What is Atrial Fibrillation?
Before I explain what atrial fibrillation is, it’s important to understand that normal electrical signals in the heart are timed so that the chambers beat in a coordinated rhythmic fashion (called normal sinus rhythm). Blood from the top chambers (atria) is transferred down to your lower chambers (ventricles) and then pumped out to your body to meet oxygen and nutrient needs. This short YouTube Video will give you more details on atrial fibrillation.
Atrial fibrillation is an extremely common condition and occurs when there is a “short-circuit” or disruption in the heart’s normal electrical conduction system, causing the atria (upper chambers) to beat in a rapid and irregular manner. The problem with this is that the normal flow of blood through the heart’s chambers (from top down) is altered and can cause incomplete filling of the ventricle. This, in turn, leads to less oxygen and nutrient-carrying blood pumped out to meet your body’s needs.
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What are the signs and symptoms of atrial fibrillation?
Some people may have no overt symptoms, particularly if their atrial fibrillation is transient and each episode is short-lived. Symptoms can range from palpitations (the feeling like your heart is fluttering in your chest), shortness of breath, chest pain, dizziness or fainting spells, weakness, or confusion. If you think about it, these symptoms make sense. With atrial fibrillation, your heart muscle is not pumping out enough blood, and without adequate oxygen getting to your brain, lungs, muscles, and other target organs, it’s only logical that you should feel rotten.
Stroke is also a possible consequence of atrial fibrillation. During atrial fibrillation, it is possible that blood can pool inside the heart, giving rise to a blood clot (thrombus) which, once it breaks off and exits the heart, can operate like a floating clog waiting to find a home. If it ends up in the brain, then you have a good old-fashioned stroke. This is precisely the reason why blood-thinning medications are so important for the treatment of atrial fibrillation.
Causes of atrial fibrillation
In some cases, the cause of atrial fibrillation is unknown. But in most instances, it occurs in tandem with other health conditions such as hypertension (high blood pressure), previous heart attack, valvular defects, congestive heart failure, or associated comorbidities like obesity. In my experience working in cardiac rehab, it was also quite common to see patients with atrial fibrillation after open-heart surgery.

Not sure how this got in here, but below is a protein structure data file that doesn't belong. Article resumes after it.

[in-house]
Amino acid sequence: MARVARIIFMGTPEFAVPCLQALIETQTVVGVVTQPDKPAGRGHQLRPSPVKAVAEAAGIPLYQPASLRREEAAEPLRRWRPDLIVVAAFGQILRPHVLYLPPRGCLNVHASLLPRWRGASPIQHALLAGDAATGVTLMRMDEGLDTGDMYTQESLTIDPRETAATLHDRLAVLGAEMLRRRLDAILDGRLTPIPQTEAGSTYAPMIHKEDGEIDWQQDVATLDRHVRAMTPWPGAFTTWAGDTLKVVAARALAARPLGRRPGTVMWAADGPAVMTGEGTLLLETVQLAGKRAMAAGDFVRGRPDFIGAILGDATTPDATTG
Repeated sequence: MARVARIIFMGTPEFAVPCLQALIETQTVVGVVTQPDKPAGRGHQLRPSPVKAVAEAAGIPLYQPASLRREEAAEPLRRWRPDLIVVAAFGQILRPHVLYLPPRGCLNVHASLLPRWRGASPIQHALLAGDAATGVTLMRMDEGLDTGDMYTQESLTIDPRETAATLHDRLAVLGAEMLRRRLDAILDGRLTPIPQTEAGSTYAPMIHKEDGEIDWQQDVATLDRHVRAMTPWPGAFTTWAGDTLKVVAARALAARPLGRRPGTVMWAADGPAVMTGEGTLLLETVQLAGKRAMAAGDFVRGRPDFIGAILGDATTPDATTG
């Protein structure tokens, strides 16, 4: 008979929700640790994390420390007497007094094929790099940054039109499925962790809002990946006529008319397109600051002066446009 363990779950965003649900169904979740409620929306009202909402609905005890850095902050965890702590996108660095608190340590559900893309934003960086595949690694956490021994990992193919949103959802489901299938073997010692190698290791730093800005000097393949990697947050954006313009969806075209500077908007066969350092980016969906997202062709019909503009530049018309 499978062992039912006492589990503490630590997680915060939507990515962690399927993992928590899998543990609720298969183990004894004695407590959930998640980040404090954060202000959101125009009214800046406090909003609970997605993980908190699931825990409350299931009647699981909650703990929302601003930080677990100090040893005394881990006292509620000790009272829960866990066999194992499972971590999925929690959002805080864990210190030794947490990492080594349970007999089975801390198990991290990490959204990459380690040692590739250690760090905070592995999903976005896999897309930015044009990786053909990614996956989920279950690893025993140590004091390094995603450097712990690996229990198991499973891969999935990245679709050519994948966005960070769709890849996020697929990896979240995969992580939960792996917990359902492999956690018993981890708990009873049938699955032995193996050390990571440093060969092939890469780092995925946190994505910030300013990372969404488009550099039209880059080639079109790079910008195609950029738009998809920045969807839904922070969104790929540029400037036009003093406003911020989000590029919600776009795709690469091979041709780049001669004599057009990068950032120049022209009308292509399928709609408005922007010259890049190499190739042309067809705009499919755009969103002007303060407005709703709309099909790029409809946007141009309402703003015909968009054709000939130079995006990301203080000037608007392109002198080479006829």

Treatments for atrial fibrillation
You should understand that not all cases of atrial fibrillation are the end of the world. Your cardiac specialist will need to run some tests (such as an electrocardiogram or ECG) on you to ascertain how severe (or not severe) your condition is. In many cases, it can be treated with anti-arrhythmic medication and blood thinners (see stroke risk above). Other approaches entail using cardioversion to “jolt” the heart back into normal rhythm, or catheter ablation to isolate and zap the specific region of the heart that is the source of the atrial fibrillation.
Tips for safe exercise with atrial fibrillation
I am often asked for “right-wrong” or “black-and-white” guidelines for safe exercise with atrial fibrillation, but the short answer is always “it depends.” Atrial fibrillation often presents in concert with other underlying health conditions, so the exercise prescription cannot be a one size fits all approach. To follow some random exercise program off the internet could leave you face down and unconscious on the pavement while taking your afternoon walk!
Having said that, the good news is that you CAN exercise safely with atrial fibrillation. Have a detailed discussion with your cardiologist and medical management team and find out if there are any specific considerations that would preclude you from doing any certain types of activities. If you were previously active, then you should let them know what your previous regimen was and what you’d like to achieve now that you have atrial fibrillation. Because the condition can reduce how much blood is ultimately reaching your exercising muscles, you will likely need to start off at a low level and then gradually increase your intensity and duration as tolerated. A heart rate monitor “may” help you, but the inherent problem is that the numbers might jump around a bit while your heart’s in atrial fibrillation. The most prudent advice is to consult a clinical exercise physiologist with experience in cardiac conditions.
Atrial fibrillation can be a scary condition, but your best weapon is a thorough evaluation and diagnosis and education on how best to manage it. I have worked with countless patients with atrial fibrillation and most go on to live completely normal and uneventful lives (no news is good news, right?). In nearly all cases, they were able to exercise quite safely provided their condition was medically managed and well-controlled.